8 March 2018
DataGuidance confirmed, on 1 March 2018, with Dalit Ben-Israel and Efrat Artzi, Partner and Senior Privacy Lawyer respectively at Naschitz, Brandes, Amir & Co., Advocates, that the Proposed Protection of Privacy Law (Amendment No. 13), 5768-2018 (‘the Bill’) was published, on 27 February 2018, by the Israeli Parliament (‘Knesset’). The Bill, which has passed the first reading, proposes to enhance the Privacy Protection Authority’s (‘PPA’) supervision and enforcement of the Protection of Privacy Law, 5741-1981 (‘the PPL’), particularly by authorising the PPA to impose large administrative fines.
Dan Or-Hof, Founder of Or-Hof Technology & IP Law, told DataGuidance, “The Bill is particularly important in light of the considerable technological and commercial changes that have occurred during the last three decades. These changes create new risks to the right to privacy and the Ministry of Justice believes that better enforcement would tackle these risks successfully. Much like EU data protection laws, the PPL applies to the private and public sectors. The Bill provides a scale of maximum fines on the basis of the volume of data processed and its sensitivity. Therefore, companies who process data on a large scale (one million records or more) with highly sensitivity data, will face the highest fines for breaches of privacy.”
If passed, the Bill will enable the PPA to impose initial fines of NIS 5,000 (approx. €1,170) to NIS 800,000 (approx. €186,910) for violations of the PPL. Moreover, for severe violations, the initial amount can be increased two or fourfold, meaning that organisations could face up to NIS 3.2 million (approx. €748,030) in fines.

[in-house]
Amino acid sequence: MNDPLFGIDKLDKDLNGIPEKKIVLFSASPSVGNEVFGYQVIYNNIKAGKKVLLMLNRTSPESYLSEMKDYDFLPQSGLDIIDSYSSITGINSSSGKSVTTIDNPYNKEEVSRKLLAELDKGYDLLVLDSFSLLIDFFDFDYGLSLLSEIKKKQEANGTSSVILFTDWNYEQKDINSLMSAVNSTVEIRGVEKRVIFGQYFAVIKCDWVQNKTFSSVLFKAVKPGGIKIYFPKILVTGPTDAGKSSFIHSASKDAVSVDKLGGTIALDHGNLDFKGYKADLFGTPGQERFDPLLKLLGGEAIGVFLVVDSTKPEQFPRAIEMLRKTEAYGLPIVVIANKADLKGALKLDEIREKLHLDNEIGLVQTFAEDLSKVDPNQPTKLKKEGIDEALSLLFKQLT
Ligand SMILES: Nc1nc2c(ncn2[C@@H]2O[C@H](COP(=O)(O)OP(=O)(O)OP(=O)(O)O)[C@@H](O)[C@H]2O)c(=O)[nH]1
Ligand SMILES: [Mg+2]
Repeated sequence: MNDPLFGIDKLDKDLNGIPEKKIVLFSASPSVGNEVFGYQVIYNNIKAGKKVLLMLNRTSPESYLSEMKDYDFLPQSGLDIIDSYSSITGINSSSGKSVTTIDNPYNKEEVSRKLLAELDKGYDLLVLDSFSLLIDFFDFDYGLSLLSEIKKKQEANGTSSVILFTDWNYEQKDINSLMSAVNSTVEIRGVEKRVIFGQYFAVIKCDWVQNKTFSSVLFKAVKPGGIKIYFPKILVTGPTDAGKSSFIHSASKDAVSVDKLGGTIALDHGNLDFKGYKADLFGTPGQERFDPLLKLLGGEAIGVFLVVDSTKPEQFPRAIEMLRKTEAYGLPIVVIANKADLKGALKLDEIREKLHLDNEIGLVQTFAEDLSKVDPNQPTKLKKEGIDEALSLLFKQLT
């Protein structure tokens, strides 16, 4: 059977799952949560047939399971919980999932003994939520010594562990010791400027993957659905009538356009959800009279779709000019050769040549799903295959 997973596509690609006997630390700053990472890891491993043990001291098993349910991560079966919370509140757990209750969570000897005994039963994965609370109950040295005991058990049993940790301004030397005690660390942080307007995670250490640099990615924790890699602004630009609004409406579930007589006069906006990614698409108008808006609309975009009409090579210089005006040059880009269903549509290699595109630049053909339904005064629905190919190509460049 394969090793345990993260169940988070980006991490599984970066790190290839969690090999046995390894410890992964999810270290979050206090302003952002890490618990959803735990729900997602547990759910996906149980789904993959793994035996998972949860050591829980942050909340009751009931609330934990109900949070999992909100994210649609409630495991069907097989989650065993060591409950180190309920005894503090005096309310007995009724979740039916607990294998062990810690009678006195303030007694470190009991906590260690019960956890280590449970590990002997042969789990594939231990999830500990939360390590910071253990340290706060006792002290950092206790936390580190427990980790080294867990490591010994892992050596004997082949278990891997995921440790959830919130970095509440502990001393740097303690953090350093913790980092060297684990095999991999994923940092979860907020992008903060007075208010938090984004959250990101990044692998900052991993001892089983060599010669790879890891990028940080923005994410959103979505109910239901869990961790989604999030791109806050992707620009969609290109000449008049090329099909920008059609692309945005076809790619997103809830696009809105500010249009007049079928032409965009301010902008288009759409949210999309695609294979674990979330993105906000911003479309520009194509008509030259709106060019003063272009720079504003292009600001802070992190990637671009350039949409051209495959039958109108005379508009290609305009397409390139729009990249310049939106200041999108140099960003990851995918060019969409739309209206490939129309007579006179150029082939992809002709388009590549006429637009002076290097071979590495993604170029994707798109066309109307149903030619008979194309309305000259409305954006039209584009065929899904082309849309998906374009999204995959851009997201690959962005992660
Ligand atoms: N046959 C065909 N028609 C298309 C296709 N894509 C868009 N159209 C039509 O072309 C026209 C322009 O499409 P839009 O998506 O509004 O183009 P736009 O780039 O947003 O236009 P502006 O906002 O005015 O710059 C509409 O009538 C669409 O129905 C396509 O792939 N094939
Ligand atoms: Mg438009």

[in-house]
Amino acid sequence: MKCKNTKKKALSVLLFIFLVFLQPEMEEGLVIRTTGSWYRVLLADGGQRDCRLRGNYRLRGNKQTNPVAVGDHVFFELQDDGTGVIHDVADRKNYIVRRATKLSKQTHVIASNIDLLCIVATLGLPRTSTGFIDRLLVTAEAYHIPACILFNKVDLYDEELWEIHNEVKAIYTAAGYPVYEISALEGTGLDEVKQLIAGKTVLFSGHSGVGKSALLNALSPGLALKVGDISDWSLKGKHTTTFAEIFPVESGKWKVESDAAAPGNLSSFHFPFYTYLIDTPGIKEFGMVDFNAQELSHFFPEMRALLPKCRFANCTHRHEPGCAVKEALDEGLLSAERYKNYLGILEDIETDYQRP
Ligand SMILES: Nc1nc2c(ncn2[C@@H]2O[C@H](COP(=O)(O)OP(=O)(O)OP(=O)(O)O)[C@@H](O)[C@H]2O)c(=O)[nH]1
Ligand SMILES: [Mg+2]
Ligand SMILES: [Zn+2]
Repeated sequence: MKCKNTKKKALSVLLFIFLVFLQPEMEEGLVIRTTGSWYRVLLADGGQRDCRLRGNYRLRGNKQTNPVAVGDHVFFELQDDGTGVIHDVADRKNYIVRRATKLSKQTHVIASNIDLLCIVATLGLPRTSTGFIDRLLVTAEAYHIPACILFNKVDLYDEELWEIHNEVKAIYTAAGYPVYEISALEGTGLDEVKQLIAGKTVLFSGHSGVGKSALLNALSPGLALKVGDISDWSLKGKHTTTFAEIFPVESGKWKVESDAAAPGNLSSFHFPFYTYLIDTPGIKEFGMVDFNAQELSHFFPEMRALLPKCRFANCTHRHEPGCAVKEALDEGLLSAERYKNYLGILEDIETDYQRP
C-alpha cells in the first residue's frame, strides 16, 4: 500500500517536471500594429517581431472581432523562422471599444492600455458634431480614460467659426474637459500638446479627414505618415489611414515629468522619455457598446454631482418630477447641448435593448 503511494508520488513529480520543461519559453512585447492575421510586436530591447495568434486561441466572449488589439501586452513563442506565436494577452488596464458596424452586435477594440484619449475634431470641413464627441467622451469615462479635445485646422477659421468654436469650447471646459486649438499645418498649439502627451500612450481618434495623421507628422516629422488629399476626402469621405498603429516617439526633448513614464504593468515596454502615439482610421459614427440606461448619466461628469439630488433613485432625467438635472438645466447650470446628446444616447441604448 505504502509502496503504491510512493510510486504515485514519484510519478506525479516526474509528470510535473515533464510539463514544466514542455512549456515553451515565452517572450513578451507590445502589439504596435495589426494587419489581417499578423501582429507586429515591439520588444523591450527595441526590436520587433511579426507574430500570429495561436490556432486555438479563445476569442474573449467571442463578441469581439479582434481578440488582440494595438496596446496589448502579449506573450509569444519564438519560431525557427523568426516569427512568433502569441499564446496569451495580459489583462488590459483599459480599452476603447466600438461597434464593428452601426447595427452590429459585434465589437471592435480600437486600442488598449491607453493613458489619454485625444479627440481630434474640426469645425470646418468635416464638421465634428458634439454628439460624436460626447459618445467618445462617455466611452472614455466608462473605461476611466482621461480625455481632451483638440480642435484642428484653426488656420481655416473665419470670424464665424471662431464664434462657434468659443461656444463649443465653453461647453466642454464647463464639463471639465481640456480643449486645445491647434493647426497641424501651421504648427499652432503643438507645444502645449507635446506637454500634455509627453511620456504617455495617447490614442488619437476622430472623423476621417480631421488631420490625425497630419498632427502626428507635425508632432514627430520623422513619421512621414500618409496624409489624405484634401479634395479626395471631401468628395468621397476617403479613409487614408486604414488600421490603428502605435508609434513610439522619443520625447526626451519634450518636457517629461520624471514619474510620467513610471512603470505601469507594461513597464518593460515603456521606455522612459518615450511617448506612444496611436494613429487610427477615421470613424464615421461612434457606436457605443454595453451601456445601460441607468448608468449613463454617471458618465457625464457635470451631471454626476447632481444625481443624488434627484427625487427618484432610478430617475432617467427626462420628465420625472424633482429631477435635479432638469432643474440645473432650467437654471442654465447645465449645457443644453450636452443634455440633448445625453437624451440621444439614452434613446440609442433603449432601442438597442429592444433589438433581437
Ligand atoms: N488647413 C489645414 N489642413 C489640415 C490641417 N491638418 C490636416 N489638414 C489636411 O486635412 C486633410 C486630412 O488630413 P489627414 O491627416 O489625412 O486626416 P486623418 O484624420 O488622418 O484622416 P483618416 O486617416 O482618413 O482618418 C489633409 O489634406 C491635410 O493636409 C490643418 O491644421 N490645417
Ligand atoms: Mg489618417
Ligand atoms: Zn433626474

The PPA is gradually gaining more power and presence in the Israeli market. The Bill is another substantial element of this trend
Ben-Israel and Artzi explained, “The violations are categorised into three groups reflecting the severity of the breach; the more severe the breach, the higher the fine. In each of the three levels, there is a lower fine for breaches relating to ‘regular data’ and a higher one for ‘data with special sensitivity.'”
Violations which would be subject to fines under the Bill include database registration failures, failing to report to the PPA on certain matters, breaches of data subject rights, carrying out direct mailing in contravention of the legal requirements, and processing data beyond the specified purpose for which it was collected. In calculating the total fine, the PPA will consider the severity of the violation, the number of individuals the records in the database relate to and if sensitive data was involved. In addition, an increase of one fiftieth of the fine per day may be added for a continuous breach.
Ben-Israel and Artzi continued, “The PPA must notify the organisation of its intent to impose fines and provide certain details. Then, the organisation may, within 30 days, provide its arguments against the imposition of the fine and/or the amount of the fine. If, nevertheless, the PPA decides to impose a fine, the organisation receives a payment form.”
As the fine would be classed as an administrative decision, organisations may appeal to the Administrative Court, a division of the District Court.
Or-Hof concluded, “The PPA is gradually gaining more power and presence in the Israeli market. The Bill is another substantial element of this trend. It joins breach notification and detailed information security requirements, which will come into effect on 8 May, and a series of new guidelines issued by the PPA. While Israeli privacy laws are taking a separate course from the EU’s General Data Protection Regulation (Regulation (EU) 2016/679), the evolution of these laws requires close attention.”
ELLEN O’BRIEN | Privacy Analyst